B-Cell–Depleting Therapies in Multiple Sclerosis
Current evidence suggests that B cells are involved in the pathogenesis of multiple sclerosis (MS). One piece of evidence is the persistence of oligoclonal immunoglobulins (Ig) in the cerebrospinal fluid of more than 90% of patients with MS. The oligoclonal Ig bands (OCBs) are produced as a result of intrathecal secretion of Ig by central nervous system antigen–driven B cells. Patients with MS who are positive for OCBs have been shown to have a more aggressive disease course than patients who are negative for OCBs. During their maturation, B cells express different surface molecules (eg, CD19, CD20, CD52, CD22) that distinguish the developmental stages. These surface molecules became selective targets for monoclonal antibodies, and that led to the development of B-cell–targeted therapies, including the anti-CD20 antibody ocrelizumab and the anti-CD52 antibody alemtuzumab. Recent evidence suggests that only some of the CD20-positive immune cells are pathogenic and that there are subsets of B cells that may be regulatory, potentially limiting chronic inflammation. Thus, delineating regulatory B-cell function from pathogenic B-cell properties and developing biomarkers of pathogenic B-cell function are necessary research goals that will hopefully be addressed in the near future.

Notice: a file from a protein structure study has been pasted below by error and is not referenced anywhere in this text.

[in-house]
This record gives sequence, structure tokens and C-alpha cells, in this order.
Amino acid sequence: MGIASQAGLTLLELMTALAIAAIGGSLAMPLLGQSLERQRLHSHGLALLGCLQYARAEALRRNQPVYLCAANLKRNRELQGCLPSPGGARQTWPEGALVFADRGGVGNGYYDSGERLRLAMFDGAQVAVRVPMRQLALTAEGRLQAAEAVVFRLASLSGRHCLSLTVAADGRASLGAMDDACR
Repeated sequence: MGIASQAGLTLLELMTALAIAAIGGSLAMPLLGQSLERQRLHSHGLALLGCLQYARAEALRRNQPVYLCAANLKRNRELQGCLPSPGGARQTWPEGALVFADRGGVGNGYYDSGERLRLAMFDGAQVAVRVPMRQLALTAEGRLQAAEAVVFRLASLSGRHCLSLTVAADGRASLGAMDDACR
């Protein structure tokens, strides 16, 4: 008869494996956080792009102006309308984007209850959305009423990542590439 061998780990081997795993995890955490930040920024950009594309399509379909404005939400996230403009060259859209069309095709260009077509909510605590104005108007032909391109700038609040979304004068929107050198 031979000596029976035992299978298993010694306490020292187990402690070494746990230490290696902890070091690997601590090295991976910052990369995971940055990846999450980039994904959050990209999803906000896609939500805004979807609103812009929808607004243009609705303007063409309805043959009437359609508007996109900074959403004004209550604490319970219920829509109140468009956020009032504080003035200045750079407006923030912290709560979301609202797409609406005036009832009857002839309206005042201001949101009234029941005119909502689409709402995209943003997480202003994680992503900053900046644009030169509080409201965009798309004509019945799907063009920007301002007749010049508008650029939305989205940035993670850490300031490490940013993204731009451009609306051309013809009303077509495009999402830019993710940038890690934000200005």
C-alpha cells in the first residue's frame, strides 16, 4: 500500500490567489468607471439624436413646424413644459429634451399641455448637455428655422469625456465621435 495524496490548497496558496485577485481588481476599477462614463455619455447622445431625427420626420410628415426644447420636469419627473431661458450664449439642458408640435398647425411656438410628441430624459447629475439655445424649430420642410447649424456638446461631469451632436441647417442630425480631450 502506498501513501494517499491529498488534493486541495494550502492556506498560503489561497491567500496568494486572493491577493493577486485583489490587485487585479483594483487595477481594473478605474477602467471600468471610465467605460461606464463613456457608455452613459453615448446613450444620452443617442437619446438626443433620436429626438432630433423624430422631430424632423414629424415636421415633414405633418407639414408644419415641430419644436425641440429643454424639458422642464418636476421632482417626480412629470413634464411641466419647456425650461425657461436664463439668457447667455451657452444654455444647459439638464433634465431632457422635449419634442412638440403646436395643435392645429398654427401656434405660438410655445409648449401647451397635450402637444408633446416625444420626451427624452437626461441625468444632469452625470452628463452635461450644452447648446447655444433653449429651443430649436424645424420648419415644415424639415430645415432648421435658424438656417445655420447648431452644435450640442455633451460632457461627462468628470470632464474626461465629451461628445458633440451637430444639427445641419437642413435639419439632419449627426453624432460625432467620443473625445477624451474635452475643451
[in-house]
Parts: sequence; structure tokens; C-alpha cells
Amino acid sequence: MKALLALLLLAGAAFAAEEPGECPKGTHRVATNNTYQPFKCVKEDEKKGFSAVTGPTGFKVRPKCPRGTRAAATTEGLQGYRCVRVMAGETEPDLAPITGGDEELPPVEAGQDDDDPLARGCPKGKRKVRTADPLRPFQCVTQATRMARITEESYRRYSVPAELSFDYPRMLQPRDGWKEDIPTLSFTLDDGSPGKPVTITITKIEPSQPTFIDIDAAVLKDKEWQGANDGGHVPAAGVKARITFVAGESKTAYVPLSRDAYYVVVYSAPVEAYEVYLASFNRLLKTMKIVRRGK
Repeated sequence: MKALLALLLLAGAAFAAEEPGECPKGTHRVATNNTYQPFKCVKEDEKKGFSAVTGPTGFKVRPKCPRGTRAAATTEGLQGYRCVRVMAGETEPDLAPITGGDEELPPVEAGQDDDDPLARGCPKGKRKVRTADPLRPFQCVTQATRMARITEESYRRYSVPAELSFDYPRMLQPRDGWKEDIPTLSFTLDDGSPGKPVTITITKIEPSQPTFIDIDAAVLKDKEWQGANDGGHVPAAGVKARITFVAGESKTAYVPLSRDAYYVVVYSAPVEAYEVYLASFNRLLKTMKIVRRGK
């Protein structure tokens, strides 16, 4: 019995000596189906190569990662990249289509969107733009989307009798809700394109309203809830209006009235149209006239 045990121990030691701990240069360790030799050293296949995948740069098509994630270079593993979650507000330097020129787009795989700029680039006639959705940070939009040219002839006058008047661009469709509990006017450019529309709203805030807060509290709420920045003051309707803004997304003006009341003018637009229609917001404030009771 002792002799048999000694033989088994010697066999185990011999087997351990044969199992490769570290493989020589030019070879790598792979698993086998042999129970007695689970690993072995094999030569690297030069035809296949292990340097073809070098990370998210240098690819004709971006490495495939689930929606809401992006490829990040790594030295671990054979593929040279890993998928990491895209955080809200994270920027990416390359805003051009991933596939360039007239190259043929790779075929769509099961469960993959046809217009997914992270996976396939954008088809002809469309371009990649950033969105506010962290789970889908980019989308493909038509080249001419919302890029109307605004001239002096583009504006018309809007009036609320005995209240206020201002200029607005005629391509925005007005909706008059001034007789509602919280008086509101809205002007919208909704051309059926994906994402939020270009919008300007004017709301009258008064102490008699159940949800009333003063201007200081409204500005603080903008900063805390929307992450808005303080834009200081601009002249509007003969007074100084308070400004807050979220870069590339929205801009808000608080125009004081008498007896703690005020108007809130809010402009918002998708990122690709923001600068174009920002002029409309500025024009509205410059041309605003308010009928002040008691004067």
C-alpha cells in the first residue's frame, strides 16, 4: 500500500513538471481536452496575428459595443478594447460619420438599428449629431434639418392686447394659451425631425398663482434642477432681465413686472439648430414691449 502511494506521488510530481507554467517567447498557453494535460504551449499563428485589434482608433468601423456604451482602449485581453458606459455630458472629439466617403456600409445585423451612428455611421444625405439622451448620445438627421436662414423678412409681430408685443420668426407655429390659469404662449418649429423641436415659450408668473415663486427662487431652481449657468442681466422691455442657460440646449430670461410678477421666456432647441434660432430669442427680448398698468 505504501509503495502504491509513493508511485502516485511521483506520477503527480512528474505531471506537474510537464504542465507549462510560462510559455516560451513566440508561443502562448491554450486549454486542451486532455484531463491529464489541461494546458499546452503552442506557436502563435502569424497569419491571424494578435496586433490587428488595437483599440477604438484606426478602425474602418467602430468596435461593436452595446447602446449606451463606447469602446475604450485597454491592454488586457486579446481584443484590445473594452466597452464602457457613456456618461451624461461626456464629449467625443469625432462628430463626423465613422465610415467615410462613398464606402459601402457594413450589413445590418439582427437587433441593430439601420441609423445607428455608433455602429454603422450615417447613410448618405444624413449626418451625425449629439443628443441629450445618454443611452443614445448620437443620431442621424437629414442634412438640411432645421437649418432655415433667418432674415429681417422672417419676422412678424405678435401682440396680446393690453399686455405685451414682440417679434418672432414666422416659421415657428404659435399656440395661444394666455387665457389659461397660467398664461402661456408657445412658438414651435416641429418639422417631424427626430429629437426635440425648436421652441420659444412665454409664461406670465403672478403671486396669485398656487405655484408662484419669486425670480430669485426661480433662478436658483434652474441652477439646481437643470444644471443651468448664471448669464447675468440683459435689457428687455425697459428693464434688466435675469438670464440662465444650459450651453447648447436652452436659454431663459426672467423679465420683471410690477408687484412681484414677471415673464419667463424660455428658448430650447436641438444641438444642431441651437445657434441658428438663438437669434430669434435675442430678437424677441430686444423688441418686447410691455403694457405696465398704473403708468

Chairman, Department of Neurology
“The eventual treatment of patients with MS is going to be identifying individuals genetically at risk, early diagnosis, frequent monitoring, and then treating with the goal of resetting the immune thermostat.”
The eventual treatment of patients with MS is likely to be identifying individuals genetically at risk, early diagnosis, frequent monitoring, and then treating with the goal of resetting the immune thermostat. Currently, we can deplete B cells with either alemtuzumab or ocrelizumab, but continued research may reveal that there are more specific ways of limiting the pathologic B cells, leading to the development of new therapies that could potentially reset the immune thermostat. Following treatment with a B-cell–depleting drug, we should monitor patients to determine whether they need to be re-treated. That, to me, is going to be the future of treating patients with MS . But, because neither alemtuzumab nor ocrelizumab have to be administered continuously, a woman who is planning to become pregnant could be treated beforehand and obtain the benefits of B-cell depletion, and then stop receiving treatment for an appropriate period prior to becoming pregnant and then during the pregnancy.
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